A rule of thumb in Chinese medicine is that it takes a month of healing for every year of illness. The implications for the Israeli-Palestinian conflict should be obvious, but if they aren’t, this Economist piece titled “The Hundred Years’ War” ought to make things clear. There are examples from recent history of reconciliation between warring nations and peoples. I’m thinking of the rehabilitation of Germany in Europe, and more recently still, the still-astonishing, post-apartheid transition in South Africa. But it takes time, and that’s something the Israeli-Palestinian conflict rarely seems to offer peace efforts.
That said, and keeping in mind that events on the ground might render this post moot before I even publish it, I’m optimistic about the chances, both shortterm and longterm, of the French-Egyptian ceasefire mediation (via Der Spiegel). The situation on the ground now perfectly reflects the predicted stalemate of the military conflict, but in ways that both Israel and Hamas can choose to find acceptable. Israel has demonstrated its willingness and ability to apply ruthless force across broad swathes of Gaza, while Hamas has demonstrated the deterrent capacity that makes any more ambitious assault into its urban centers unattractive. Beneath the bravado, both have good reason to stop here, which is why Israel has postponed plans to expand the offensive to give the Cairo negotiations time to solidify.
Everyone knew that going in, just as everyone knew the terms of the ceasefire that would eventually be needed to end the fighting. There are still some very devilish details to be worked out. Egypt is understandably reluctant to become a subcontractor of the Israeli occupation of Gaza, which is what control of the Gaza border crossings would essentially mean. And Israel will probably put high demands on the actual rules of engagement of any multinational force deployed around or in Gaza. But Egypt has limited room for maneuver here, and the UNIFIL force in Southern Lebanon offers a precedent for Israel’s willingness to accept even imperfect remedies that internationalize the enforcement of its security. The fact, too, that the man representing Israel at the table, Amos Gilad, is a political advisor to Ehud Barak (who has been described as the most averse of Israel’s political triumvirate to the military option) probably reflects the seriousness with which the proposal is being studied.
My strong feeling all along has been that the terms of a ceasefire agreement would be hammered out and an Israeli withdrawal in the process of being implemented before President-elect Obama takes office. I imagine that his public silence gave him the time to formulate his team’s consensus, and I also imagine that backchannel messages have already been delivered to Israel to the extent that come Jan. 21, this will not be the bouquet of flowers waiting for Obama in the honeymoon suite of global opinion.
That said, and contrary to what I’ve read elsewhere, I think this offers an opportunity for Obama by creating a radically altered status quo, admittedly uncertain but with potential space for new diplomatic initiatives. If this Guardian exclusive (via Rob at Arabic Media Shack) about plans by the Obama administration to open backchannels to Hamas is true, that’s already taking shape. There’s a reason why, despite all the misplaced derision, France and Egypt are the two names on the proposed ceasefire, and it’s because they are among the few countries that have communication channels, whether direct or indirect, to all the parties involved. Like it or not, Hamas will have to be included in any equation to initially quiet the guns, and ultimately create the breathing room needed for the next step.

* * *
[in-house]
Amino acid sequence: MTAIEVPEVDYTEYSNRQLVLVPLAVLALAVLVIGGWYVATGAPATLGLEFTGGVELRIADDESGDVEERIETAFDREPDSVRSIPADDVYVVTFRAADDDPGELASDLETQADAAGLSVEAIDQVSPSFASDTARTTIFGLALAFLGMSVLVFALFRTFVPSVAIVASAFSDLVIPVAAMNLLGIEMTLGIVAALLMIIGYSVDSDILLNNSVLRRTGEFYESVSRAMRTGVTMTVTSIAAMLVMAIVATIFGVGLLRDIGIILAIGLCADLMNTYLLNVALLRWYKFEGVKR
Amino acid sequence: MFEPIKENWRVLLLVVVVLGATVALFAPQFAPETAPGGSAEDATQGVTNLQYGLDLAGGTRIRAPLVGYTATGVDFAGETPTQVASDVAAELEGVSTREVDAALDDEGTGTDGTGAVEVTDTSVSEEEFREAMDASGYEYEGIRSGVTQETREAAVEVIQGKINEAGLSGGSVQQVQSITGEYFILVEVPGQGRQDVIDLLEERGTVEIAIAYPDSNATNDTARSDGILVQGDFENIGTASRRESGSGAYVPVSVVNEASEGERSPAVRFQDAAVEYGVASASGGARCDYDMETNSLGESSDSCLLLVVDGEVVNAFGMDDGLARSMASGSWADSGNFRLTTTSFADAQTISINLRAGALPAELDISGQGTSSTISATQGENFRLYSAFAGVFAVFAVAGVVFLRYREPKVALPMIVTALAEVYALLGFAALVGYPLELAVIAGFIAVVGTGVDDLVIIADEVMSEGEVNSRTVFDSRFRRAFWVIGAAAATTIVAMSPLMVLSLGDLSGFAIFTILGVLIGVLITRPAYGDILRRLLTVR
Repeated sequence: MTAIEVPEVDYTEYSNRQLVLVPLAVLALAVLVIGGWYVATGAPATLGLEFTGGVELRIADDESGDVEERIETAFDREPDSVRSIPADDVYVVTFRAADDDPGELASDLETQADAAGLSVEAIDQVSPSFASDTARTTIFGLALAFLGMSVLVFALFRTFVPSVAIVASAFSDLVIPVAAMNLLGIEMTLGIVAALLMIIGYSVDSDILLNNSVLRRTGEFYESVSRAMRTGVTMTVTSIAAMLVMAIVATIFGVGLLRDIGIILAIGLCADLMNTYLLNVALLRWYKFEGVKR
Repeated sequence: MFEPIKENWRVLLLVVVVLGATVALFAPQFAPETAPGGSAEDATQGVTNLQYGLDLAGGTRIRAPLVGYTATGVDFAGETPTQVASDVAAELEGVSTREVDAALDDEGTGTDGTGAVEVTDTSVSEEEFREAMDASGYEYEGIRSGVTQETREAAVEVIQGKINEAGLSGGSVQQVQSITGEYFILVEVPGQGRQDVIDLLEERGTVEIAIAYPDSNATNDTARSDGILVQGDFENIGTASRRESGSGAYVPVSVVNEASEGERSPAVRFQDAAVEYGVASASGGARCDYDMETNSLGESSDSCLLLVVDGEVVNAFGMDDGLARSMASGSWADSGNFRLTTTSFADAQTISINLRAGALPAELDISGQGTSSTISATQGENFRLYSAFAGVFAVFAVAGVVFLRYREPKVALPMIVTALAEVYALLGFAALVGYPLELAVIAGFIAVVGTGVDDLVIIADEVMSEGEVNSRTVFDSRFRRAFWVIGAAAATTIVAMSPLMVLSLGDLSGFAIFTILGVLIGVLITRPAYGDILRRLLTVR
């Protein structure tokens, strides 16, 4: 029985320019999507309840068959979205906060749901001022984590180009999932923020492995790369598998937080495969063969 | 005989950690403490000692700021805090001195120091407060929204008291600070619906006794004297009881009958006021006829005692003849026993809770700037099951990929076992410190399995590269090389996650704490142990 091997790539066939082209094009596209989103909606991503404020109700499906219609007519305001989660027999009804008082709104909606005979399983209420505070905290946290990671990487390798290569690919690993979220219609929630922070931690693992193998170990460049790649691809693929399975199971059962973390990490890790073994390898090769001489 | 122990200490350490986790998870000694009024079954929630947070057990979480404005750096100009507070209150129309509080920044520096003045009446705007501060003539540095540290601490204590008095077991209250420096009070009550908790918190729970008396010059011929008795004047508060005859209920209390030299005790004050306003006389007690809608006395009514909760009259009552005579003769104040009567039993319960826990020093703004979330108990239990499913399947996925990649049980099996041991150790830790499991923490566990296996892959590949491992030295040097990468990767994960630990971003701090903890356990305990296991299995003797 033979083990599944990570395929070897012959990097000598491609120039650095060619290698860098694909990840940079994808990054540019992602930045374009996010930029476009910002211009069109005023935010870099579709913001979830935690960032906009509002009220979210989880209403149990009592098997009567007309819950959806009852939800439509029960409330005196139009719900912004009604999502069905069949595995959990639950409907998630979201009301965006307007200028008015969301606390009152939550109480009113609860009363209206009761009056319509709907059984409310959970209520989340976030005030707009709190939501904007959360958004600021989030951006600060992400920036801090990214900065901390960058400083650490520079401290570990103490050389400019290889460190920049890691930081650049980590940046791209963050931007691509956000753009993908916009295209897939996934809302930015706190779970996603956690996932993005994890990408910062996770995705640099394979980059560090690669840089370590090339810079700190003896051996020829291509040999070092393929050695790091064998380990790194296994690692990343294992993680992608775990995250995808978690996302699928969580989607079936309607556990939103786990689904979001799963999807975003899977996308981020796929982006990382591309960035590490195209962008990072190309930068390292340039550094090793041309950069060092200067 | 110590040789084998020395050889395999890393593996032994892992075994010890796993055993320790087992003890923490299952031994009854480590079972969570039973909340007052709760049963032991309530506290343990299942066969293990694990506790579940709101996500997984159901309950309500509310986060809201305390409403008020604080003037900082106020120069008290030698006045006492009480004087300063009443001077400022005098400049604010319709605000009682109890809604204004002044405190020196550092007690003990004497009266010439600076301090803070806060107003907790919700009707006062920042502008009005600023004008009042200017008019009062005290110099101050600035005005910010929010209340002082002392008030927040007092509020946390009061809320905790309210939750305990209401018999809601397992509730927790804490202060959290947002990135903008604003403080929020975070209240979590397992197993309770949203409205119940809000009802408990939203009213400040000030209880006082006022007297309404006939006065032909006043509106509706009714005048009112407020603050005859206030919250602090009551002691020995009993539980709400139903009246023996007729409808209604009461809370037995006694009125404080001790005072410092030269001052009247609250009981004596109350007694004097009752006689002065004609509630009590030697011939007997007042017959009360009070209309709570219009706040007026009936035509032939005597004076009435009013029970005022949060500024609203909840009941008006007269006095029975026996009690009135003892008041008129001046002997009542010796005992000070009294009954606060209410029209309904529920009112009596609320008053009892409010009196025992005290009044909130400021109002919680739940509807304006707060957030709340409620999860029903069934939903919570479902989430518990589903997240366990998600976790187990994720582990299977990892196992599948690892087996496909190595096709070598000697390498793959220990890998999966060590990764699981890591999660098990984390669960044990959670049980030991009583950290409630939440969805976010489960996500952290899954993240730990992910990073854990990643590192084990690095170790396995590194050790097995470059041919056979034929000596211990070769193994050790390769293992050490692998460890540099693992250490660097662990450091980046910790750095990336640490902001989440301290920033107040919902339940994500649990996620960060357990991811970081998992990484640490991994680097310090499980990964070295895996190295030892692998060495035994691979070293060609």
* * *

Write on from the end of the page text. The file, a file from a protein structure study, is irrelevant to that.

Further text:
The emerging common wisdom is that the next step will be a two-stage process, whereby the torn fabric of Palestinian representation is reknit, followed by more robust (read: chaperoned) Israeli-Palestinian final status negotiations. It’s a testament to the catastrophe of the past eight years that the former is now a thornier problem to resolve than the latter.
If there is one alarming aspect of the new status quo that might emerge from the ashes of Gaza, it’s the diminished standing of Turkey (via EurasiaNet) as one of the communication channels bridging the various divides. Longterm relations between Israel and Turkey are unlikely to be dramatically damaged. (Quote of the Day: Prime Minister Tayyip Erdogan’s recent remarks to the Turkish parliament, “I would like to remind those who call for Turkey to freeze ties withIsrael that we administer the republic of Turkey, not a grocery market.”)
But the sharpness of Erdogan’s public criticisms of Israel, along with the extent of popular outrage in Turkey over the Gaza operation, create political obstacles to Turkey taking a prominent role in the cooling off period that will be essential to reinforcing any immediate exit strategy from the conflict. Turkey is still being mentioned as a candidate for heading the multilateral force that would oversee the implementation of a ceasefire. Whether or not that happens will be a good indicator of how active a role it will play in the nearterm healing process that needs to take place before any of the other scenarios, admittedly optimistic to the point perhaps of being naive, become more realistic.